So. SHADOWRUN. (Excuse me a moment while I put on a little background music, in honour of my good friend Sean Dupel.)
Despite the fact that SR is an offender of the "Buttwyth Magick" rule, it's a setting I have a lot of affection for. I played in a long campaign back in Kingston, and ran a dramatic campaign a couple of years ago called SHADOWRUN: DISAVOWED that I'm still very happy with. And like most gamers, my nostalgia occasionally brings me around to familiar stomping grounds even when I really should be running something new and different.
So let's talk about what a new SHADOWRUN game might look like, if I were to run it today.
First of all, I'd probably run a new game in the setting, rather than trying to do a sequel to DISAVOWED (despite my plans along those lines). This may dismay some of my players, but it's best to always focus your stories around characters whose stakes are set as high as possible. It might be a mistake to try and escalate the story of those characters any higher, and maybe they earned their semi-happy endings (and bittersweet ones) after all they went through. New characters would have new problems to wrestle into submission, new supporting characters to love and hate, new kinds of stories to tell.
Secondly, I'd definitely start talking with my players about what kinds of characters / stories we were going to tell with the same question I posed to the players of my FIREFLY game a few years ago: What is the one thing your character absolutely cannot walk away from? In a game about mercenaries, it's all too easy for players to take the position that their character is only interested in money and has no attachments, but Lone Wolf characters are boring as shit. There's no story you can tell about those guys that they can't decide to abandon if shit gets too real. HTHD players know that what makes characters interesting is their vulnerabilities, because that's where story lives. So everybody's got to have at least one.
Third, I'd want to revisit something that I really intended for DISAVOWED that didn't really happen. I wanted the game to be more grassroots, in its approach to "runs", in the style of the TV show BURN NOTICE. The characters were intended to be deeply involved with the lives in the Sprawl community around them, doing little jobs that humanize them and make them a part of the world instead of globetrotting rockstar assassins. The heroes of DISAVOWED, as I should have realized, were way too laser-focused on resolving the story of who burned them to get too interested in the sidelights I'd wanted, so that fell by the wayside. I still think the basic idea is a good one, though, and it could work if you built the campaign from that. To do so, I would have the players cooperate to help build the neighbourhood where they live.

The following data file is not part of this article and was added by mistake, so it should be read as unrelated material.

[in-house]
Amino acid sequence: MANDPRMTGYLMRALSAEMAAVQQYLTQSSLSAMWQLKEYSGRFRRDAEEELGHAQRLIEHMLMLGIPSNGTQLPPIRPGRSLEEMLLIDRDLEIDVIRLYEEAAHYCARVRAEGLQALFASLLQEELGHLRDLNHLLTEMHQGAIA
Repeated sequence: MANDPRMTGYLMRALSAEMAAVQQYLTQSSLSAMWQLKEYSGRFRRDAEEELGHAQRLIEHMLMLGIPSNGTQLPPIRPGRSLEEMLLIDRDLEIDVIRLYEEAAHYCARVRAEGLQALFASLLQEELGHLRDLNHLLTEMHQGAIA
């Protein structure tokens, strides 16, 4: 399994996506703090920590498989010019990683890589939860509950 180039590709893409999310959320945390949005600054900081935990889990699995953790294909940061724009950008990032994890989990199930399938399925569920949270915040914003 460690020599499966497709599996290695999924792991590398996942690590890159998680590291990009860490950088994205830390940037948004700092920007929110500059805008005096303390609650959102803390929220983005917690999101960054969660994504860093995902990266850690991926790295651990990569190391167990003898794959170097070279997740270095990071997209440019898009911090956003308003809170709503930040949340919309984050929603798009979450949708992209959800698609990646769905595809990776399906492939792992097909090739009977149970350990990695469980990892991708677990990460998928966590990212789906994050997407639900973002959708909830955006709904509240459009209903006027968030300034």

Build Your Own Sprawl. Collective Dark Futurism. You get the idea.
I'm picturing a situation where the players have a rough layout of the neighbourhood -- six 3x5 cards on the tabletop could be arranged to represent city blocks very nicely -- and take turns adding things to it. Where do people live? How have they reclaimed abandoned or run-down buildings and turned them into living space? What little businesses flourish in the area? What kinds of cultures live beside one another there? Where does the community gather? Where is the scariest place in the neighbourhood? Add notes (or little drawings) to the cards as necessary.
Next, add antagonists to the mix. What gangs operate in the area? Do organized crime have a stake in the neighbourhood? Do the cops regularly raid or harass people in the area? Is the city trying to drive people out or seize properties to sell to a corporation? Are there any underground political factions operating in the area? Any shady rackets? Any paranormal animals that lurk in the shadows?
Then a few allies and acquaintances to connect player characters to. Who's the person in the neighbourhood that locals most respect? Who keeps the peace? Who can you go to if you're in trouble? Is there a doctor who operates a clinic there, possibly illegally? Who is the most desperate person in the neighbourhood, and what's their problem? Are there other skilled operators like the player characters who they can call on for help, like a mechanic, a rigger, a fixer, or maybe a hacker? Does magic have a presence in the neighbourhood?
Once you've got a tapestry of street culture to serve as a backdrop for the players' adventures, you're ready for them to make up characters and decide who and what they're connected to in your neighbourhood. Of course, players always bring their own stories to the mix, but if you've got a collective setting to draw on, they're a lot more likely to put down roots there.